One way to do this is to use the following measure of distance: dMaln = (g — mﬂ 191 (1 — m) This is the Mahalanobis distance (of course, Mahalanobis did this firstl). It does exactly what we want. H1. 46 A second way is to transform the coordinate system using a linear transformation so that the
distribution is no longer cigar shaped, but instead looks spherical. All contours are perfect circles
<————— about mean (equal variance;
covariance = 0)
Here’s the procedure: assume that the matrix inverse K'1 exists
. , 7 _ , T s »
assume that you can take its “square root” K‘”‘ such that K 1= (K 1/2) K 1/“ then
1 1 _ i T _ ,
Pfé) = €XP[—;(§—E)T(K V') K UTE31.)]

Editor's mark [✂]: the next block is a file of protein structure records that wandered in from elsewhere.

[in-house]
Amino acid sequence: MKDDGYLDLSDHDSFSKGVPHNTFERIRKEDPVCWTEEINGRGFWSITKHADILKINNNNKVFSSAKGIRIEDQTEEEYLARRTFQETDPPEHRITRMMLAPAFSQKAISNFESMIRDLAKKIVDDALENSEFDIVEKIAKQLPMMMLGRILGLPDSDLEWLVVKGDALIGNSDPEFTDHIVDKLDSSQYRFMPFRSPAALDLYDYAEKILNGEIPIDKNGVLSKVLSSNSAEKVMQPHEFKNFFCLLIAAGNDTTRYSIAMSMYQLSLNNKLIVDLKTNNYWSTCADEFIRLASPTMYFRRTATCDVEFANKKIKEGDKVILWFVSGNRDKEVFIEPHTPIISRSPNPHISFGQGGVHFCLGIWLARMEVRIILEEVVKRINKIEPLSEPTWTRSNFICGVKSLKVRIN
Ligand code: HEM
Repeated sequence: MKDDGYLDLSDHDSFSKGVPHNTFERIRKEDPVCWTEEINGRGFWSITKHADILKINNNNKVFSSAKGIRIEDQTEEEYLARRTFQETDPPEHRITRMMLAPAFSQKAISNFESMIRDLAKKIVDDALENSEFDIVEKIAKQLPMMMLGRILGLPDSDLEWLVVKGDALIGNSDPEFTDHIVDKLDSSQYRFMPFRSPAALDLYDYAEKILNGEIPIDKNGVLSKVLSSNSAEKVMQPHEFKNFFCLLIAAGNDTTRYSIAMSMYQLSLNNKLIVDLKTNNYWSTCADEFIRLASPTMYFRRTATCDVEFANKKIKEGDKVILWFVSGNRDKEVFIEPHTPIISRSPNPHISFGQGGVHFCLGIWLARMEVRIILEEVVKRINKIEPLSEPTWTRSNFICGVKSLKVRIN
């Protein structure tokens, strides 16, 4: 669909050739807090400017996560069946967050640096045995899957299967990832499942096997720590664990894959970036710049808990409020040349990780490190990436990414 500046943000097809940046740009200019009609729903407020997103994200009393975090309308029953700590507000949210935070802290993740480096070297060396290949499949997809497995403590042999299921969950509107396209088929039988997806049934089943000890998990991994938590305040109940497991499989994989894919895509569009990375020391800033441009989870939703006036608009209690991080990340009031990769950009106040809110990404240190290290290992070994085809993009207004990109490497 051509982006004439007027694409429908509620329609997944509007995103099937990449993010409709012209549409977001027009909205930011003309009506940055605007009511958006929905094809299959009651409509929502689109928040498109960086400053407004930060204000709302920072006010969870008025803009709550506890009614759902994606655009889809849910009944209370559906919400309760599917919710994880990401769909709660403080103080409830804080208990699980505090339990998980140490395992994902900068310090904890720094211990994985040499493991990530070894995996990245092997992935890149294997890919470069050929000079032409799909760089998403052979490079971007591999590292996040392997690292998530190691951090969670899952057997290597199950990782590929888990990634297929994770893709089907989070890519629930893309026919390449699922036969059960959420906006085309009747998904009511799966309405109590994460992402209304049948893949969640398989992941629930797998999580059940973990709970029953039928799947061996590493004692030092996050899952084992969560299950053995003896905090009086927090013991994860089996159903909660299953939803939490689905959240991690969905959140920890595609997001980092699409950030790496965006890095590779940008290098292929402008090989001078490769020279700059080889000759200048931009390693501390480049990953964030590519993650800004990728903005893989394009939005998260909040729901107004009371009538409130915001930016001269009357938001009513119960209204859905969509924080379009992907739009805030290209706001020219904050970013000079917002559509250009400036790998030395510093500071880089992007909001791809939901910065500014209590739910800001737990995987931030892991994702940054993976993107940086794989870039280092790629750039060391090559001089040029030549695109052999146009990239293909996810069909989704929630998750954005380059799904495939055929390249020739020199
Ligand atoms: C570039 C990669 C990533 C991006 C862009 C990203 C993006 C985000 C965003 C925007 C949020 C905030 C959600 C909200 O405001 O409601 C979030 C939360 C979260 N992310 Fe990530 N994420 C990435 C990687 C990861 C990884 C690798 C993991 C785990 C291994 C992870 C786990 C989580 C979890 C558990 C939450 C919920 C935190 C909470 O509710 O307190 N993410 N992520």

or
1 l A A T A A
13(5) = CXP['E(§‘Q) (rmﬂ
where >1 = Ema; Q = Eng In words, this means that if you do the transformations of the vector and the mean into the A coordinate
system, then you can mesure the distances directly (“with a ruler”). The picture below shows that there
are two things which happen: first, there is a rotation of the axes such that the principal axes are now
along the x and the y directions; second, the axes have been either stretched or compressed so that one
unit equals one standard deviation. Thus, this is a statistical representation. The distribution is said to
have been “whitened” because the variation in any direction is equal to and independent of the variation
in any other direction. Thus, the noise or variation is like white light  its magnitude is independent of
the measurement (analogous to wavelength). +/— o +/— 1 “whitened” distribution ...
View
Full Document
 Spring '08
 PRINCIPE
 Signal Processing

Click to edit the document details